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It became clear that IBM’s announcement of Elastic Storage is an underpinning for a new technology direction -- a direction that will help customers control of data in such a way that manages pools of storage (which at a time were stationary), and advance management to the rivers of data which are streamed by data centers and cloud infrastructures. Jamie Thomas (IBM Software Defined Systems) has a team of innovators working to solve these problems, with breakthroughs that are available today – and technologies that are on the horizon for tomorrow.

 

The timing of these technologies and directions are mirrored in our own recent announcements. Where IBM has Elastic Storage, Brocade has Fabric Vision. These are complementary technologies directed at addressing the same problems customers are facing. Customer data volumes are increasing, there is a need for speed of access to some data, flexibility for other, and smarter storage and smarter storage area networks.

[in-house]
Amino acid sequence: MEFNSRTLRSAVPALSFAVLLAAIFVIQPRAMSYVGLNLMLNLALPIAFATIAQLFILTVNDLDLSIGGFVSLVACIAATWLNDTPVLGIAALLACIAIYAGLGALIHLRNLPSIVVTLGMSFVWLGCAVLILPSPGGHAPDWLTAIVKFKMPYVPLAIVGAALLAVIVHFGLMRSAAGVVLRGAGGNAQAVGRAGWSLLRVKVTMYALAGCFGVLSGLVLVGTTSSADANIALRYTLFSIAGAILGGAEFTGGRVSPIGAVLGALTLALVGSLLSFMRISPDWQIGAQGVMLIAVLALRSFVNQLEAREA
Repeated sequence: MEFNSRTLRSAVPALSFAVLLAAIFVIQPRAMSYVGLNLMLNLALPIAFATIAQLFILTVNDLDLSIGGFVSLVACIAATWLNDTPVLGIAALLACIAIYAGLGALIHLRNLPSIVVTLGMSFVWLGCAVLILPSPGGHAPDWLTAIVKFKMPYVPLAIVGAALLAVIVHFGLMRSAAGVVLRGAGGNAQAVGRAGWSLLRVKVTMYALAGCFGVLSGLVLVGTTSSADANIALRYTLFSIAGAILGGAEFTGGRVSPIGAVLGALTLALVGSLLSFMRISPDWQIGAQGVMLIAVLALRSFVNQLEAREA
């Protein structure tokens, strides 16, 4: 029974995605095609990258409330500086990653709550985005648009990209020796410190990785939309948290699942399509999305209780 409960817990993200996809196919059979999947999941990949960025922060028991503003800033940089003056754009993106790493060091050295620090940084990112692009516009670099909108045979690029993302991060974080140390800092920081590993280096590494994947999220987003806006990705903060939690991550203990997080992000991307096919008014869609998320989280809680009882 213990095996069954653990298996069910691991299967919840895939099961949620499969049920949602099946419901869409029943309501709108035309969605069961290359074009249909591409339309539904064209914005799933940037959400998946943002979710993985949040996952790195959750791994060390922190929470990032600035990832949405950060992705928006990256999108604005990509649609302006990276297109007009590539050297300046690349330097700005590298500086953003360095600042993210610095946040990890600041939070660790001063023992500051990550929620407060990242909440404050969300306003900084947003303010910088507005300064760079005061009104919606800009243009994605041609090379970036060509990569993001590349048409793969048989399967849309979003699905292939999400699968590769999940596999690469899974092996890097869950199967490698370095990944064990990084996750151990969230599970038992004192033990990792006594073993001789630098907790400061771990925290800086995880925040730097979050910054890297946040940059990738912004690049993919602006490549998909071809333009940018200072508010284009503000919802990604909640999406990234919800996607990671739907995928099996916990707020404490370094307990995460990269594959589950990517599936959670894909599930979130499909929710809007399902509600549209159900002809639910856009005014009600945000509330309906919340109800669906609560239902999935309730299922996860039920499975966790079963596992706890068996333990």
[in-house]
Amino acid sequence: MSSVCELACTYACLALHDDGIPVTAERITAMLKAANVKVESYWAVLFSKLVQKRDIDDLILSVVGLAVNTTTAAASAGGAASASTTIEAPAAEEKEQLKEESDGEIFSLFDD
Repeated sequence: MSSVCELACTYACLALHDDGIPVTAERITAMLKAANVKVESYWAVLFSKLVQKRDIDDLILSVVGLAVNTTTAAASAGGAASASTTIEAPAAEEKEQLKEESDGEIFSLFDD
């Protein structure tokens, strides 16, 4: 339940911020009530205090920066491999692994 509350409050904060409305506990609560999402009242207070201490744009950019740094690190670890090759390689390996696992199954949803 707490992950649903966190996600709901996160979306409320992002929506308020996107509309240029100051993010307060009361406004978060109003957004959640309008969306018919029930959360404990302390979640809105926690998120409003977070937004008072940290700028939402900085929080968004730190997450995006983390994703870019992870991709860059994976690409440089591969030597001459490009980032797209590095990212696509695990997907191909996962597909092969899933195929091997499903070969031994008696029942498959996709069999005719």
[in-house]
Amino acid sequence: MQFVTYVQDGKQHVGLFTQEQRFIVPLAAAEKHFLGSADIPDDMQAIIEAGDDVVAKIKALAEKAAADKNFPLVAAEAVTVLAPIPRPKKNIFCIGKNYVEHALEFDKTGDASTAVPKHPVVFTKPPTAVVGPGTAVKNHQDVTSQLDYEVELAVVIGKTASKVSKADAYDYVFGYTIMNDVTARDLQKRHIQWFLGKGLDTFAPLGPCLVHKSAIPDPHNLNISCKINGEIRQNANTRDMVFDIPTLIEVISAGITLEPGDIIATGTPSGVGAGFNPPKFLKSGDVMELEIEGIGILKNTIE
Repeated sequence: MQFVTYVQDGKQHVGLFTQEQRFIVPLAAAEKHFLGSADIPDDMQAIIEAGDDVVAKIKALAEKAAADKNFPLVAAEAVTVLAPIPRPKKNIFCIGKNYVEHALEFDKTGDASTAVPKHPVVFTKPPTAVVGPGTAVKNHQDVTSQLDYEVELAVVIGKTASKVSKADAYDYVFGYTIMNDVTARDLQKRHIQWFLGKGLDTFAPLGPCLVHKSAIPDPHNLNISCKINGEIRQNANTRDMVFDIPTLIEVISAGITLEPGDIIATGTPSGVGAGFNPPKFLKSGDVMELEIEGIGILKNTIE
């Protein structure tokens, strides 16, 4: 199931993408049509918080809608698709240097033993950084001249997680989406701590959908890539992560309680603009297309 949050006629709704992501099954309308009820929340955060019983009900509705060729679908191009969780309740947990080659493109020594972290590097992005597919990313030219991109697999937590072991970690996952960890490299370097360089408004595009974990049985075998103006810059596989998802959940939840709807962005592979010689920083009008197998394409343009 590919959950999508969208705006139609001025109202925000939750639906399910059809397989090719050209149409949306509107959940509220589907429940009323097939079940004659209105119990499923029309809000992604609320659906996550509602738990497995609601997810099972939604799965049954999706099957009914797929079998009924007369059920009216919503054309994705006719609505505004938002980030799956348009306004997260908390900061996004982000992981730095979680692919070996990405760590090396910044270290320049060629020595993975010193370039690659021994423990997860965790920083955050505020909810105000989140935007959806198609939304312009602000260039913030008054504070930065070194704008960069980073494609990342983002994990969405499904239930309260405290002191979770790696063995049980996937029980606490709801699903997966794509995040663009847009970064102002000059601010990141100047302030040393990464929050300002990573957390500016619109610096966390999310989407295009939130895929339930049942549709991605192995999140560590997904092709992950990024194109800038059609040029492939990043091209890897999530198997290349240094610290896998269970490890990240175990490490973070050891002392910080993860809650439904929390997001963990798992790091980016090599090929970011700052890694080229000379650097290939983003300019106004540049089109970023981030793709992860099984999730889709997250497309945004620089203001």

These technologies are driven by high density server virtualization, cloud architectures, and flash based storage. But they come with a price: complexity and cost. That is why Brocade has innovated in the storage area network to create Fabric Vision: management tools in the network designed to optimize availability and performance and simplify management. These tools let you pre-validate infrastructure components such as cables, optics, and connections or the entire SAN fabric at full line rate prior to deployment, without the need for hosts, storage or test equipment. This helps customers reduce risk, accelerate new deployments, and identify/resolve connectivity issues in less time. Other advancements provide a threshold monitoring and alerting service that takes only minutes to deploy and is based on best practices that minimize the need for high level san expertise or complex switch configurations. These tools reduce administrative time and improve availability. These tools optimize the data economics much like elastic storage.